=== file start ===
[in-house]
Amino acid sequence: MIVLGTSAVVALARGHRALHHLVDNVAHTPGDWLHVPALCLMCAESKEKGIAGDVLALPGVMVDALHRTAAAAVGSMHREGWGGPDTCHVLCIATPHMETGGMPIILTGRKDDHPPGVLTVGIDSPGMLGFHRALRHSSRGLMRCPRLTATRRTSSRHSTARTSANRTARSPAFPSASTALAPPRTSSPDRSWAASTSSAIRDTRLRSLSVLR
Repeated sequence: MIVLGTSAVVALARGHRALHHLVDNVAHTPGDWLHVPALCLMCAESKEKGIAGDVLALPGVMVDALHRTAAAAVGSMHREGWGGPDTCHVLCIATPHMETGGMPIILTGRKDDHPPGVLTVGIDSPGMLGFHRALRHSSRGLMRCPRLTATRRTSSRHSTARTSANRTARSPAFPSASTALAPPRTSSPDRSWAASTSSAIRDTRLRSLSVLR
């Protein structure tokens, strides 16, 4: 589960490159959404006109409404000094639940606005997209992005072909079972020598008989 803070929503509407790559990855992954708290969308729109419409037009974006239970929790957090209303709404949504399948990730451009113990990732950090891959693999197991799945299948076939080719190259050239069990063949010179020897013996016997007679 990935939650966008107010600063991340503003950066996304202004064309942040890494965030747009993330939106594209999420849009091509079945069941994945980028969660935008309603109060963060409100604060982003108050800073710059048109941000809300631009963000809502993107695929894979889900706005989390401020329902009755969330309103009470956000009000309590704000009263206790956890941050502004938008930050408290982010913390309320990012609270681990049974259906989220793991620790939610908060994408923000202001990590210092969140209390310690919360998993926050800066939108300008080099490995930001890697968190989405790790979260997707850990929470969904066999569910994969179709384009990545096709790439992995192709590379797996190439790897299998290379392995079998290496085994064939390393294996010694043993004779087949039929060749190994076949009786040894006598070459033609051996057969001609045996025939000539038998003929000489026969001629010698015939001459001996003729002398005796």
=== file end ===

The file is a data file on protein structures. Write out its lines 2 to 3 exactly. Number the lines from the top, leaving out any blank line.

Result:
Amino acid sequence: MIVLGTSAVVALARGHRALHHLVDNVAHTPGDWLHVPALCLMCAESKEKGIAGDVLALPGVMVDALHRTAAAAVGSMHREGWGGPDTCHVLCIATPHMETGGMPIILTGRKDDHPPGVLTVGIDSPGMLGFHRALRHSSRGLMRCPRLTATRRTSSRHSTARTSANRTARSPAFPSASTALAPPRTSSPDRSWAASTSSAIRDTRLRSLSVLR
Repeated sequence: MIVLGTSAVVALARGHRALHHLVDNVAHTPGDWLHVPALCLMCAESKEKGIAGDVLALPGVMVDALHRTAAAAVGSMHREGWGGPDTCHVLCIATPHMETGGMPIILTGRKDDHPPGVLTVGIDSPGMLGFHRALRHSSRGLMRCPRLTATRRTSSRHSTARTSANRTARSPAFPSASTALAPPRTSSPDRSWAASTSSAIRDTRLRSLSVLR